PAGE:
So I'm back in Baltimore (temporarily) while I get situated with a job in Southern Maryland and a place to call home down there. What comes hand in hand with Baltimore? Coin-op laundry. Ick.
I took my mother load of laundry to the laundromat early this morning to avoid the night life I have encountered in the past there. I threw my stuff in a washer, sat down with my cd player and study materials for my religion class, and set out to make my laundromat time productive and relaxing.
Never in a million years will my plan to do anything at the laundromat be successful. I may have the chance to listen to music and be studious through the washing of my clothes, but NEVER while my clothes are drying.
Because I have the inexplicable ability to attract the conversation of homeless people wherever I go. I can't help it, they just flock. I'm not talking about those who ask for handouts, or rides, or pitty, or smokes I'm talking about people who sit down and talk with me for hours. Yes, hours.
My wash had about 10 more minutes left on the machine before I needed to move it to the dryer. I was listening to some Christian singers CD that I checked out from the library and studying for class and a tap on my shoulder broke my attention. A older man in umpteen layers of clothes and his life in trashbags carefully stowed in an old rolling laundry cart inquired about how much my cd player cost. Then where I had found it. Then if it had a radio on it. Then he went outside.
I got up and moved my clothes to the dryer.
After I sat down, opened my study manual to the chapter on The Plan of Salvation, retrieved my notebook, and got ready to pull my cd player back out of my backpack my new cd-player-inquiring friend was back in the chair he had been sitting in prior to tapping me on the shoulder earlier. I saw him stand up and knew I was about to lose yet another dry cycle of productivity.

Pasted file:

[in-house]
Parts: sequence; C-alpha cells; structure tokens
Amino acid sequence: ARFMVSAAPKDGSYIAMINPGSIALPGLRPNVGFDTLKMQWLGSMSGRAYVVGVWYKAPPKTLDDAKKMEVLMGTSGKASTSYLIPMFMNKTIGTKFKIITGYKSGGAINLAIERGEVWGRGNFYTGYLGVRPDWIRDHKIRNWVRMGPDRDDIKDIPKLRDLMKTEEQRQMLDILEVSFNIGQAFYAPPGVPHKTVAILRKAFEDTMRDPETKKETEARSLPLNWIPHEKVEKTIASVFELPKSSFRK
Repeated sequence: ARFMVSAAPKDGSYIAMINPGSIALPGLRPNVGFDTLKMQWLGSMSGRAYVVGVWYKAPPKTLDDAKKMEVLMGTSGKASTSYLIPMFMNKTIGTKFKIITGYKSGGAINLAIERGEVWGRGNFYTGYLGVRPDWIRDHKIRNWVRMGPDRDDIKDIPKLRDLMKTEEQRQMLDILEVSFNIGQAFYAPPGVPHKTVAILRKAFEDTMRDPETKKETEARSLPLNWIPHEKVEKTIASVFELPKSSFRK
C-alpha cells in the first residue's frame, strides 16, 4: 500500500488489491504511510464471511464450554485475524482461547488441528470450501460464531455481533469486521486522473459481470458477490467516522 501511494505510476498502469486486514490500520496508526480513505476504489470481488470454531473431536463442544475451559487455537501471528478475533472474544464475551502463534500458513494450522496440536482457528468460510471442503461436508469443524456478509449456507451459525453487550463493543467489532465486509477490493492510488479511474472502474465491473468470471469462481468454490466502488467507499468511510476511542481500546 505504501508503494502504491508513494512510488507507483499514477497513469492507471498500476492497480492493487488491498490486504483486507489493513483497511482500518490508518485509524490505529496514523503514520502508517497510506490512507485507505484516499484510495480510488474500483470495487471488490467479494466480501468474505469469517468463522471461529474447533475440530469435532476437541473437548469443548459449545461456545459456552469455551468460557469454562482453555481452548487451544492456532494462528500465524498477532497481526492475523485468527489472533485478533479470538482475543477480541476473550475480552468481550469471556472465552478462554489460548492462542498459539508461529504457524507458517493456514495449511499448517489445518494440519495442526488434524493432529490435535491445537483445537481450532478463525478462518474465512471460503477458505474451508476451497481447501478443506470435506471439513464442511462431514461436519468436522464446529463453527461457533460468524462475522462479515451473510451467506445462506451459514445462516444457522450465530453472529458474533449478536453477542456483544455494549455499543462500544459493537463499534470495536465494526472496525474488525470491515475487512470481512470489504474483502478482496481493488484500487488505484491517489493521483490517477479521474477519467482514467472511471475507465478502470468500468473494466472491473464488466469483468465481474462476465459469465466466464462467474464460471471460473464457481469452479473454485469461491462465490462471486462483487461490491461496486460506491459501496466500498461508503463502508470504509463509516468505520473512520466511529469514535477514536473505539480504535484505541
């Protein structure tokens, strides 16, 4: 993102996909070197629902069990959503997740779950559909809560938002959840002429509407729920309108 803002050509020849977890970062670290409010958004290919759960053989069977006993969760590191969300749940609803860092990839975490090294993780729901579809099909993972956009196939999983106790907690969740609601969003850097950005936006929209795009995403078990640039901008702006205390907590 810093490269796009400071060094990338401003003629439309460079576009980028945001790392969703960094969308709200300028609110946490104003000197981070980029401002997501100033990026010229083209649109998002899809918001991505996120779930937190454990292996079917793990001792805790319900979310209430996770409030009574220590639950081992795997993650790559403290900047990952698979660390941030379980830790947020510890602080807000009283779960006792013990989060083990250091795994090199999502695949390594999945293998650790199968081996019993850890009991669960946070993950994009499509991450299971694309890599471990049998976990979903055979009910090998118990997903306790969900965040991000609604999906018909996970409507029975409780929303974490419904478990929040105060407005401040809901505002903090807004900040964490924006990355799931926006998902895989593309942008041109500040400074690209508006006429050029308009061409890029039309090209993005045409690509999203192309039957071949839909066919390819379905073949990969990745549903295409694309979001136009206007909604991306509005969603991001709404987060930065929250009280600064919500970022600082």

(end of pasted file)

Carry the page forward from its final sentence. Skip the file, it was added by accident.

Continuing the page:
And that I did.
He looked over my shoulder and asked, You takin' that in school? I thought he was asking if I took my cd player to school. I said, Yeah, I take it everywhere I go. He said, No. THAT. The Plan of Salvation. Ooooh. So I explained that I was studying for a religion class I go to each week. He asked what religion, and I explained that I'm Mormon. Immediately (and this has been the exact case for every homeless person I have sat down and conversed with) he asked me where the building was.
Now before you jump to conclusions and decide that its because homeless people are just trying to find somewhere to squat for the night, keep reading.
I have noticed that my homeless aquaintances seem quite interested in location, whether it be local or not. Our conversation moved on to the subject of Alaska (home). He asked every question there could possibly be about a place. He asked a lot of them twice. I drew maps and he wrote lists. In return for my time he gave me a few tips on places downtown I, being a young white girl, should avoid.
Theres a wealth of information in the pockets of the homeless. It seems to me, and this is from having done a lot of genuine interaction with these humble neigbors of mine, that theres a true grasp on the eternal aspect of knowledge. Knowledge lasts forever, cannot be stolen, isn't perishable, takes up no space and it's free. I have met many homeless people who are knowledgable, philosophical, and intelligent people. But even the geniuses of the world have to write things down and its no different for those who have nowhere to call home or may be scrounging for their next meal. Scraps of paper covered with facts about this, and maps of that, and insights on such-and-such, fill the pockets of many homeless Americans today.
So, I urge everyone to reach out and touch another life. Go find someone less fortunate and learn something, share something, and make a friend.